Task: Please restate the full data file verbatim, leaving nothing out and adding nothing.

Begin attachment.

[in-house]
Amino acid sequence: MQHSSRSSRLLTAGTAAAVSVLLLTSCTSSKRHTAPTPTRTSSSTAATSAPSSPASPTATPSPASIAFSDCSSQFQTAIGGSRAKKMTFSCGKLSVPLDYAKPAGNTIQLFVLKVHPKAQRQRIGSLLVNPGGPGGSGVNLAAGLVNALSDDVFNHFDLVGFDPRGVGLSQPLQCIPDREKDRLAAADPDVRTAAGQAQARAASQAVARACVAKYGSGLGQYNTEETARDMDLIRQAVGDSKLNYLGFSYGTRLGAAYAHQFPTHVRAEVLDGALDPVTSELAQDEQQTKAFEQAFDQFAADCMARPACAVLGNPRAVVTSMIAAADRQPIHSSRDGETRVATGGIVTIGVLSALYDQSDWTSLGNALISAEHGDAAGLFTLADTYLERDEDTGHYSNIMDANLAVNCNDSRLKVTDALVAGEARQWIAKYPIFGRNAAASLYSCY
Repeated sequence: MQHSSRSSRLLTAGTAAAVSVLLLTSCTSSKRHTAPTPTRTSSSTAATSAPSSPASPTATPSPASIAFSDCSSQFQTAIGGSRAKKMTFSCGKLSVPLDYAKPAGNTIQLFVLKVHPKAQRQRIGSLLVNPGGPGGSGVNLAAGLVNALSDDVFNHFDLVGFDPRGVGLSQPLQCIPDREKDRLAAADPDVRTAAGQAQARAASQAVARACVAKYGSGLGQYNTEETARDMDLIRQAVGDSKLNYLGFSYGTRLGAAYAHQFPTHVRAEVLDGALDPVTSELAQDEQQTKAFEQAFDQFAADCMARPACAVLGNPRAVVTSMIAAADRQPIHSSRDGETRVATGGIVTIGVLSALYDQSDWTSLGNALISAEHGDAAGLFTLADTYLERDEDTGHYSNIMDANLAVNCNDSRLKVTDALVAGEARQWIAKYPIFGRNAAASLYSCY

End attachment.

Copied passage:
[in-house]
Amino acid sequence: MQHSSRSSRLLTAGTAAAVSVLLLTSCTSSKRHTAPTPTRTSSSTAATSAPSSPASPTATPSPASIAFSDCSSQFQTAIGGSRAKKMTFSCGKLSVPLDYAKPAGNTIQLFVLKVHPKAQRQRIGSLLVNPGGPGGSGVNLAAGLVNALSDDVFNHFDLVGFDPRGVGLSQPLQCIPDREKDRLAAADPDVRTAAGQAQARAASQAVARACVAKYGSGLGQYNTEETARDMDLIRQAVGDSKLNYLGFSYGTRLGAAYAHQFPTHVRAEVLDGALDPVTSELAQDEQQTKAFEQAFDQFAADCMARPACAVLGNPRAVVTSMIAAADRQPIHSSRDGETRVATGGIVTIGVLSALYDQSDWTSLGNALISAEHGDAAGLFTLADTYLERDEDTGHYSNIMDANLAVNCNDSRLKVTDALVAGEARQWIAKYPIFGRNAAASLYSCY
Repeated sequence: MQHSSRSSRLLTAGTAAAVSVLLLTSCTSSKRHTAPTPTRTSSSTAATSAPSSPASPTATPSPASIAFSDCSSQFQTAIGGSRAKKMTFSCGKLSVPLDYAKPAGNTIQLFVLKVHPKAQRQRIGSLLVNPGGPGGSGVNLAAGLVNALSDDVFNHFDLVGFDPRGVGLSQPLQCIPDREKDRLAAADPDVRTAAGQAQARAASQAVARACVAKYGSGLGQYNTEETARDMDLIRQAVGDSKLNYLGFSYGTRLGAAYAHQFPTHVRAEVLDGALDPVTSELAQDEQQTKAFEQAFDQFAADCMARPACAVLGNPRAVVTSMIAAADRQPIHSSRDGETRVATGGIVTIGVLSALYDQSDWTSLGNALISAEHGDAAGLFTLADTYLERDEDTGHYSNIMDANLAVNCNDSRLKVTDALVAGEARQWIAKYPIFGRNAAASLYSCY